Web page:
While some employees defended Musk‘s tweeting habits to BI, it was reported yet again that members of the board want him to stop Tweeting.
The company blames Musk's lackluster management style on Tesla's broader mission. "What Tesla is doing is incredibly difficult, as evidenced by the fact that Ford is the only other US car company to never have gone bankrupt," a Tesla spokesperson is quoted as saying.
Finally, a lot of workers are concerned about safety at the company due to its "unconventional operations".
Safety has been an issue that we have reported on several times, after a Reveal expose early this year questioned whether Tesla was accurately reporting its workplace safety incidents.
While one engineer defended the company's safety record by stating "he believed that Tesla's reputation for poor safety was more like a hangover from its earlier days..." others seem to remain concerned.
Branton Phillips, a material handler, told BI he has witnessed "one, two, three, four stretchers in the last couple of years come by [him]".
And Business Insider revealed that a report provided to them showed "more than 300 911 calls made from the Fremont facility between January 2016 and March 2018 involving a wide variety of alleged issues, such as intruders on the property and suicide threats." The article compared this to just 9 calls to 911 at General Motors' 1,200-employee, 4.3-million-square-foot factory in Lake Orion, Michigan, during the same time period.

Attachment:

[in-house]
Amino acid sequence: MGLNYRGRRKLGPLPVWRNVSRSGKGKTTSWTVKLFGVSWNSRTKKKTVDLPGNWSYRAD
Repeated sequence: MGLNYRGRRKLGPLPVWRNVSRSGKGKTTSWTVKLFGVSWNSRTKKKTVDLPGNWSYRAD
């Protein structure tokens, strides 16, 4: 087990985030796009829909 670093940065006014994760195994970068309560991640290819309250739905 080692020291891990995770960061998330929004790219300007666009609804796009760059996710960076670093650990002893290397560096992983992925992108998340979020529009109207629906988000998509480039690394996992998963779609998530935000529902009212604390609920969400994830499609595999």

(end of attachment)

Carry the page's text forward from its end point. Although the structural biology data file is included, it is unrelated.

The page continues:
To help sort out the chaos, the possibility of bringing on a Chief Operating Officer has been one proposal that Tesla investors seem to have embraced. It is been made clear by both sides of the Tesla debate that Elon Musk seems to be overworked and extremely exhausted. However, it doesn’t look as though Tesla's lack of a COO so far has been an accident.
One VP is quoted as saying that Musk was simply "never able to relinquish control" of Tesla to a COO, and that instead, "he micromanaged".
And Musk's own employees want him to step aside, as well, it seems.
"I respect the guy, [but] I think the best thing that he could do is step away from the CEO position and be the innovator. But he still thinks of it as a startup. I'm sorry — it's got to mature. It's got to be a company," a mechanical engineer reported stated.